Resources mentioned in this episode:
Register for the Build Math Minds Virtual Summit
Today I’m pleased to announce that someone I’ve been learning from about increasing Equity & Access in education has joined the line-up of speakers for the Build Math Minds Virtual Math Summit.
In my previous podcast I encouraged you to learn from Sheldon Eakins and the Leading Equity Center. I’m very excited that Sheldon will now be kicking off the BMM Virtual Math Summit and sharing with us 5 Steps Towards Equity.
So I decided that in today’s podcast I’d share an excerpt from a free resource Sheldon has on his website called Getting Started with Educational Equity: Ten Steps to Get You on The Right Path Towards Leading Equity. You can find it on his main site SheldonEakins.com.
On page 13, Sheldon writes:
“We need to learn to disrupt the way we approach learning from a ‘one size fits all’ approach. The way your students see and exist in the world is different; different from you and different from each other. Your students of color have generationally had to deal with issues that continue to suppress their identities, require them to code switch (alternating between two or more languages), and survive in dual worlds. The world that they physically live in and the world their teachers expect their students to live in. What is needed is a mindset shift; we need educators to change how they see and recognize culture in the world.”
As I talked about in the previous podcast, I believe that it’s important for us to stop saying we don’t see color. I know it is well-meaning and the thought is that we teach all kids no matter the color of their skin, But, the color of our students’ skin directly impacts the experiences they have…maybe not in your classroom but definitely outside of the classroom. We need to acknowledge the differences students have so that the students in your classroom can see themselves in the mathematics.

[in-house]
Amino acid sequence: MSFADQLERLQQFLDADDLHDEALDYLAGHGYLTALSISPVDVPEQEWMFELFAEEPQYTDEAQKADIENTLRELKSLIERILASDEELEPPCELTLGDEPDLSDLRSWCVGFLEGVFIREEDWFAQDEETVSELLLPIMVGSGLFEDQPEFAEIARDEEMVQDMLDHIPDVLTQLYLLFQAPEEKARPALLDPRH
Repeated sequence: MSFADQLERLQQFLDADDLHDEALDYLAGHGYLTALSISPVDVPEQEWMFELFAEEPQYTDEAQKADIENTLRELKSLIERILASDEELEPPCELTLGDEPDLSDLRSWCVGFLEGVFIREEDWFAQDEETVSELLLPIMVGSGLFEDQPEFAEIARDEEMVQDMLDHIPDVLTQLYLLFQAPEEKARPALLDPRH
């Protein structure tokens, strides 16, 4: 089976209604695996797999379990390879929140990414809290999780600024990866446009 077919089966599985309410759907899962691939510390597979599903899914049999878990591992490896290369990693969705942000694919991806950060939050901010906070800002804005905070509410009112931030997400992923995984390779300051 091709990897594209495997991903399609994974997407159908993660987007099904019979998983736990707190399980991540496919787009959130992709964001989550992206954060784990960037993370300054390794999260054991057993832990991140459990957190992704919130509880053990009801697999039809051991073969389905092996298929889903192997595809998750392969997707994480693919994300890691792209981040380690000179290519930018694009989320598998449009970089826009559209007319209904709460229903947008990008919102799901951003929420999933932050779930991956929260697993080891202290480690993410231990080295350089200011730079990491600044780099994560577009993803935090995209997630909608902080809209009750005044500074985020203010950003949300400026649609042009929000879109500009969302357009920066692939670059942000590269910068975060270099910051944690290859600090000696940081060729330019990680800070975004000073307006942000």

Let’s look at it this way…I love the use of story problems in math and I’m a big proponent in crafting story problems that fit with your group of kids. I live in rural Idaho where kids hunt, fish, ride motorcycles since they were 4 years old, there is one 4-way stop in our town not a single stoplight, kids raise cows and pigs. Now if all the math story problems I gave my students had to do with riding in elevators, riding on a double-decker bus, walking the streets of the city, hailing a cab, etc my students wouldn’t have access to the mathematics because they don’t have those kinds of experiences. Our students’ race, culture, economic status plays into whether or not they can access the math. If we ignore that and say “I teach all kids. I don’t see _____.” We are negating their life experiences which directly impact their ability to connect to the mathematics.
I could go on about this but I’m not the expert. I’m learning alongside you. One person I am learning from is Sheldon Eakins. Go check out his free download.
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